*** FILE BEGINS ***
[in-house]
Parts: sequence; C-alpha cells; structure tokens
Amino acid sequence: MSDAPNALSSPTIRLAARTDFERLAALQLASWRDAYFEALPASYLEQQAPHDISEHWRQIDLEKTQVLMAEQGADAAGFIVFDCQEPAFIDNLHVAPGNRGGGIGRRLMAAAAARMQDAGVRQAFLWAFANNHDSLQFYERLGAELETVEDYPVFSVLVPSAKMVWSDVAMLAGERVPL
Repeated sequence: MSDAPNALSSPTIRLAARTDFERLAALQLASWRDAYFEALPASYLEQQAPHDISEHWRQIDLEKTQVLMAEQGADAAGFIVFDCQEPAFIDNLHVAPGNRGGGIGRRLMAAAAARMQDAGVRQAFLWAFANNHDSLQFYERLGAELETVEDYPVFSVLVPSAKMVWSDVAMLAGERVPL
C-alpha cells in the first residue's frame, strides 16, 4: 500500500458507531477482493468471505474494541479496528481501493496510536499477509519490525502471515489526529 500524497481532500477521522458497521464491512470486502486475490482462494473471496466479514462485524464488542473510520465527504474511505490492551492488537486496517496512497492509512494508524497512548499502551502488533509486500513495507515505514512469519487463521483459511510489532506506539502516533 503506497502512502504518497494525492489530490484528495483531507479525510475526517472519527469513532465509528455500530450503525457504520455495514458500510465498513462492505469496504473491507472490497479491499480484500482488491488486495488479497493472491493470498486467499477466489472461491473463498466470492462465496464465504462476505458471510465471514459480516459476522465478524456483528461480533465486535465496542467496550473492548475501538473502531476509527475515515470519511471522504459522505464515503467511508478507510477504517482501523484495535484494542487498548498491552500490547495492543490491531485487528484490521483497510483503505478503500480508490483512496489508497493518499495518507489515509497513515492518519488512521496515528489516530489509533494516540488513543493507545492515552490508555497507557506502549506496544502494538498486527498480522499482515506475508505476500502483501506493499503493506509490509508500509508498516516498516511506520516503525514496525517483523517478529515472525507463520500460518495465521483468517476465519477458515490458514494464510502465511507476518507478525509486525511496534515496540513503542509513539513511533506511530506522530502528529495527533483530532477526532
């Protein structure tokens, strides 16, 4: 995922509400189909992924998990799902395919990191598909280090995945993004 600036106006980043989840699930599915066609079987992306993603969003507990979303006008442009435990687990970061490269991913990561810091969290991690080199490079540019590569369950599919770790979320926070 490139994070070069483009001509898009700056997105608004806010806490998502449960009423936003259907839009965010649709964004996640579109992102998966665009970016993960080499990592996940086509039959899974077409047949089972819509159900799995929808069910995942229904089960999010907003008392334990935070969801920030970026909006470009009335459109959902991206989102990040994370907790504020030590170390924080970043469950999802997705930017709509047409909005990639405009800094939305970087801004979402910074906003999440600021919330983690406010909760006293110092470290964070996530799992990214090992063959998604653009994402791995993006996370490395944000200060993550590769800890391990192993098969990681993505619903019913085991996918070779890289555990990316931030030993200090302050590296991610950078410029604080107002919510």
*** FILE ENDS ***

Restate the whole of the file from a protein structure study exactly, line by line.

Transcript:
[in-house]
Parts: sequence; C-alpha cells; structure tokens
Amino acid sequence: MSDAPNALSSPTIRLAARTDFERLAALQLASWRDAYFEALPASYLEQQAPHDISEHWRQIDLEKTQVLMAEQGADAAGFIVFDCQEPAFIDNLHVAPGNRGGGIGRRLMAAAAARMQDAGVRQAFLWAFANNHDSLQFYERLGAELETVEDYPVFSVLVPSAKMVWSDVAMLAGERVPL
Repeated sequence: MSDAPNALSSPTIRLAARTDFERLAALQLASWRDAYFEALPASYLEQQAPHDISEHWRQIDLEKTQVLMAEQGADAAGFIVFDCQEPAFIDNLHVAPGNRGGGIGRRLMAAAAARMQDAGVRQAFLWAFANNHDSLQFYERLGAELETVEDYPVFSVLVPSAKMVWSDVAMLAGERVPL
C-alpha cells in the first residue's frame, strides 16, 4: 500500500458507531477482493468471505474494541479496528481501493496510536499477509519490525502471515489526529 500524497481532500477521522458497521464491512470486502486475490482462494473471496466479514462485524464488542473510520465527504474511505490492551492488537486496517496512497492509512494508524497512548499502551502488533509486500513495507515505514512469519487463521483459511510489532506506539502516533 503506497502512502504518497494525492489530490484528495483531507479525510475526517472519527469513532465509528455500530450503525457504520455495514458500510465498513462492505469496504473491507472490497479491499480484500482488491488486495488479497493472491493470498486467499477466489472461491473463498466470492462465496464465504462476505458471510465471514459480516459476522465478524456483528461480533465486535465496542467496550473492548475501538473502531476509527475515515470519511471522504459522505464515503467511508478507510477504517482501523484495535484494542487498548498491552500490547495492543490491531485487528484490521483497510483503505478503500480508490483512496489508497493518499495518507489515509497513515492518519488512521496515528489516530489509533494516540488513543493507545492515552490508555497507557506502549506496544502494538498486527498480522499482515506475508505476500502483501506493499503493506509490509508500509508498516516498516511506520516503525514496525517483523517478529515472525507463520500460518495465521483468517476465519477458515490458514494464510502465511507476518507478525509486525511496534515496540513503542509513539513511533506511530506522530502528529495527533483530532477526532
């Protein structure tokens, strides 16, 4: 995922509400189909992924998990799902395919990191598909280090995945993004 600036106006980043989840699930599915066609079987992306993603969003507990979303006008442009435990687990970061490269991913990561810091969290991690080199490079540019590569369950599919770790979320926070 490139994070070069483009001509898009700056997105608004806010806490998502449960009423936003259907839009965010649709964004996640579109992102998966665009970016993960080499990592996940086509039959899974077409047949089972819509159900799995929808069910995942229904089960999010907003008392334990935070969801920030970026909006470009009335459109959902991206989102990040994370907790504020030590170390924080970043469950999802997705930017709509047409909005990639405009800094939305970087801004979402910074906003999440600021919330983690406010909760006293110092470290964070996530799992990214090992063959998604653009994402791995993006996370490395944000200060993550590769800890391990192993098969990681993505619903019913085991996918070779890289555990990316931030030993200090302050590296991610950078410029604080107002919510």